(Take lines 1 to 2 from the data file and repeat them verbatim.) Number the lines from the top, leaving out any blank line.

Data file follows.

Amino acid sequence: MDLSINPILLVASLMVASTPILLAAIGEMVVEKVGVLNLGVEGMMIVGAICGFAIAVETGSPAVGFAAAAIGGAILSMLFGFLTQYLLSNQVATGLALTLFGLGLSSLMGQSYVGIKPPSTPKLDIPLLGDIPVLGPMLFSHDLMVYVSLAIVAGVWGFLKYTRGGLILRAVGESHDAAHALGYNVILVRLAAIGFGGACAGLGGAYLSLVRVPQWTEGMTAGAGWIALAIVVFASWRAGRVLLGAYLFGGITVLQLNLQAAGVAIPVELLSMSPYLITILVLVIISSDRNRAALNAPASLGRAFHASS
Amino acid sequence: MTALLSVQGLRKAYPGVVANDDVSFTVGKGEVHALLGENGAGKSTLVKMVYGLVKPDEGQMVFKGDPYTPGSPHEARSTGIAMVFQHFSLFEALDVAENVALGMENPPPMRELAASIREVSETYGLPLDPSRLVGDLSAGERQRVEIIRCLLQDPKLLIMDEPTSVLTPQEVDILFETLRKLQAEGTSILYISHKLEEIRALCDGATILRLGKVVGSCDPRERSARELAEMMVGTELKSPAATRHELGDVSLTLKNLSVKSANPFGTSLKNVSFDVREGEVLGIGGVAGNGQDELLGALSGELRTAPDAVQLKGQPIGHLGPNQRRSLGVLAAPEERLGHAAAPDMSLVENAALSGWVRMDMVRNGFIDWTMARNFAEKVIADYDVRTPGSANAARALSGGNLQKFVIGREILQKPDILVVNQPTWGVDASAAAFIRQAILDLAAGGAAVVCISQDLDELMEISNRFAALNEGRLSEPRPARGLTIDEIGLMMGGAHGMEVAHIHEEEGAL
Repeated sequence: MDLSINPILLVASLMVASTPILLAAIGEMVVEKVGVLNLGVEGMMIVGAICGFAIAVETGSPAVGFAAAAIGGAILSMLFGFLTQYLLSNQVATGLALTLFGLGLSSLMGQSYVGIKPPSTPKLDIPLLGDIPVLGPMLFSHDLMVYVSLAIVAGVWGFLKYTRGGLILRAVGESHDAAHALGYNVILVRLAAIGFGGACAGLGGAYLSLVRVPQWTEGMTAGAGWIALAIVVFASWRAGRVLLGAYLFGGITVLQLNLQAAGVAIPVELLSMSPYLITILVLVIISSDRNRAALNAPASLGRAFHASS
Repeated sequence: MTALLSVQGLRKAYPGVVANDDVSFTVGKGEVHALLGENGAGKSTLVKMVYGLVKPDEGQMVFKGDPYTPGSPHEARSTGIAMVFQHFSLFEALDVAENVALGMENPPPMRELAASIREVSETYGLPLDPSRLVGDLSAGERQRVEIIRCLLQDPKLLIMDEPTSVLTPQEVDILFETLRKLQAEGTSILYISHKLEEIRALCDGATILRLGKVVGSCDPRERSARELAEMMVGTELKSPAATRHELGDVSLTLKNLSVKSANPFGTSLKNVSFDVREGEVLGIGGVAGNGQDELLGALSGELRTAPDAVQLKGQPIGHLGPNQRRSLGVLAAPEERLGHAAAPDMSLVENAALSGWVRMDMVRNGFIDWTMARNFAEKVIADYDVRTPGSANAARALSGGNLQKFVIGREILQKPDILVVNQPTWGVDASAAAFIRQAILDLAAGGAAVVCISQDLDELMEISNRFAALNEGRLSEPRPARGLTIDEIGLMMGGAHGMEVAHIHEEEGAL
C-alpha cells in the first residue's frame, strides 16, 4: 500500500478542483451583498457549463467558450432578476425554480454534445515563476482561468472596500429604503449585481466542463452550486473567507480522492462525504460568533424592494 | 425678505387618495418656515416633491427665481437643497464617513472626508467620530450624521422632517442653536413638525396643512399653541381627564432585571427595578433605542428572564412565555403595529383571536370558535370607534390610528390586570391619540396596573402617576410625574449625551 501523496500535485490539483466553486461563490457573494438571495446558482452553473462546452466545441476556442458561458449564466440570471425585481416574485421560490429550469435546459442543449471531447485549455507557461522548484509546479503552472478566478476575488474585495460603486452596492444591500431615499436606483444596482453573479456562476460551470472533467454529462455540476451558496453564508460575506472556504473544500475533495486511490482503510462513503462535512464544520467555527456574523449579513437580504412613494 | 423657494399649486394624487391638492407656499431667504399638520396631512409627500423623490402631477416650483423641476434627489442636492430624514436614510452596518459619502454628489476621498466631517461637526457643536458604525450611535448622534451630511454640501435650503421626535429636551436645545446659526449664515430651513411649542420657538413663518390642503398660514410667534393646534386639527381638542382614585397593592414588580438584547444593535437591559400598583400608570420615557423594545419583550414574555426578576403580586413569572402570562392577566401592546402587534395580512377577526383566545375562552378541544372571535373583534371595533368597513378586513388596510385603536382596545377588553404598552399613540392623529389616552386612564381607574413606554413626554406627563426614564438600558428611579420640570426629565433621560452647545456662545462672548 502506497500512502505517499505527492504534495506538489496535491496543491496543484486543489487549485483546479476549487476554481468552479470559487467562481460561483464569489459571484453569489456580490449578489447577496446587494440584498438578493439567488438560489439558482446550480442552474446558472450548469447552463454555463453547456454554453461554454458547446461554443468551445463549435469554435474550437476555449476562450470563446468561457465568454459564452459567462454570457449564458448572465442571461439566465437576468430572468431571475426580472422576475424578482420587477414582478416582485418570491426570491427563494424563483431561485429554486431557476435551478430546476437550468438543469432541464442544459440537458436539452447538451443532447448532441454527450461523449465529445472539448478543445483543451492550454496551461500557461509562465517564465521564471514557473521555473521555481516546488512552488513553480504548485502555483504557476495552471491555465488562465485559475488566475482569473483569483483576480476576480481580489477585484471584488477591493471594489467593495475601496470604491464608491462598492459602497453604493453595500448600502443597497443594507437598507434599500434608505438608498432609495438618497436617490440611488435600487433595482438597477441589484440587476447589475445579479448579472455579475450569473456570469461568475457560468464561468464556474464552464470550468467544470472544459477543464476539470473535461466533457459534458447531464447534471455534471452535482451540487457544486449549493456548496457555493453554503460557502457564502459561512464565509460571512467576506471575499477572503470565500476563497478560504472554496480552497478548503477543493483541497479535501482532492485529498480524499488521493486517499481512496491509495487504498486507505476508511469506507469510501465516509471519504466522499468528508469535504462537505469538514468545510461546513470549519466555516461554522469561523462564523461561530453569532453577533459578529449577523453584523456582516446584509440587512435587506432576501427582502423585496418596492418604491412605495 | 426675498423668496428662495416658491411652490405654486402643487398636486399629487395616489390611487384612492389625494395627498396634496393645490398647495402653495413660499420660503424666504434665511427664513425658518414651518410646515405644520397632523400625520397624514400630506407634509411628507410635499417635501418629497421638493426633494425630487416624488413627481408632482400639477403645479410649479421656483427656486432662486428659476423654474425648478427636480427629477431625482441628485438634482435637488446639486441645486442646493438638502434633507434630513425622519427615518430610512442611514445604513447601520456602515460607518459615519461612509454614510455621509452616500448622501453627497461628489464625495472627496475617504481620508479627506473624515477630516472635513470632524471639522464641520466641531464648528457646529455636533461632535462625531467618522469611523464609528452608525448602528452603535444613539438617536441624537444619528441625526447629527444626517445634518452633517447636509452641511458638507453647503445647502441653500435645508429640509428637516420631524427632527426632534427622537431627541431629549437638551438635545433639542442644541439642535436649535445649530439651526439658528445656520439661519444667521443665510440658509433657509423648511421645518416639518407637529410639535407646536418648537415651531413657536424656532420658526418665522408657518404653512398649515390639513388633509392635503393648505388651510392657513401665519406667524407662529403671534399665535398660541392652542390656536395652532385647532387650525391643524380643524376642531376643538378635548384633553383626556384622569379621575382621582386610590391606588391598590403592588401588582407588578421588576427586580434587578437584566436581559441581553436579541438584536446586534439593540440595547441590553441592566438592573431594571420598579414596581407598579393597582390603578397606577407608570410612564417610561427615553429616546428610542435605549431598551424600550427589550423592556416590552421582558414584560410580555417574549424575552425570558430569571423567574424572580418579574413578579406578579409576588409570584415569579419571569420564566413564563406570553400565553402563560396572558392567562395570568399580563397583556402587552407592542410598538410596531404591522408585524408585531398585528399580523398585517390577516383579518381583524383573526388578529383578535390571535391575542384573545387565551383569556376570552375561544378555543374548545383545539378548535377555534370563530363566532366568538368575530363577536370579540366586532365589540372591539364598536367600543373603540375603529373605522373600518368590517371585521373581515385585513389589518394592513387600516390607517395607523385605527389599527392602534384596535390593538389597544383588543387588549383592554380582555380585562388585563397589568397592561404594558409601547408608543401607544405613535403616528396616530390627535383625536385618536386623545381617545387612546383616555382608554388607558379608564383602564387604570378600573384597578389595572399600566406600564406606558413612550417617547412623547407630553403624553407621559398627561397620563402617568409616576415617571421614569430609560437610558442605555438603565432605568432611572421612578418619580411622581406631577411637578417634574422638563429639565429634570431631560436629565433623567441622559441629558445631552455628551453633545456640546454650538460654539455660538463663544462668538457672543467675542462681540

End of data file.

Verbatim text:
Amino acid sequence: MDLSINPILLVASLMVASTPILLAAIGEMVVEKVGVLNLGVEGMMIVGAICGFAIAVETGSPAVGFAAAAIGGAILSMLFGFLTQYLLSNQVATGLALTLFGLGLSSLMGQSYVGIKPPSTPKLDIPLLGDIPVLGPMLFSHDLMVYVSLAIVAGVWGFLKYTRGGLILRAVGESHDAAHALGYNVILVRLAAIGFGGACAGLGGAYLSLVRVPQWTEGMTAGAGWIALAIVVFASWRAGRVLLGAYLFGGITVLQLNLQAAGVAIPVELLSMSPYLITILVLVIISSDRNRAALNAPASLGRAFHASS
Amino acid sequence: MTALLSVQGLRKAYPGVVANDDVSFTVGKGEVHALLGENGAGKSTLVKMVYGLVKPDEGQMVFKGDPYTPGSPHEARSTGIAMVFQHFSLFEALDVAENVALGMENPPPMRELAASIREVSETYGLPLDPSRLVGDLSAGERQRVEIIRCLLQDPKLLIMDEPTSVLTPQEVDILFETLRKLQAEGTSILYISHKLEEIRALCDGATILRLGKVVGSCDPRERSARELAEMMVGTELKSPAATRHELGDVSLTLKNLSVKSANPFGTSLKNVSFDVREGEVLGIGGVAGNGQDELLGALSGELRTAPDAVQLKGQPIGHLGPNQRRSLGVLAAPEERLGHAAAPDMSLVENAALSGWVRMDMVRNGFIDWTMARNFAEKVIADYDVRTPGSANAARALSGGNLQKFVIGREILQKPDILVVNQPTWGVDASAAAFIRQAILDLAAGGAAVVCISQDLDELMEISNRFAALNEGRLSEPRPARGLTIDEIGLMMGGAHGMEVAHIHEEEGAL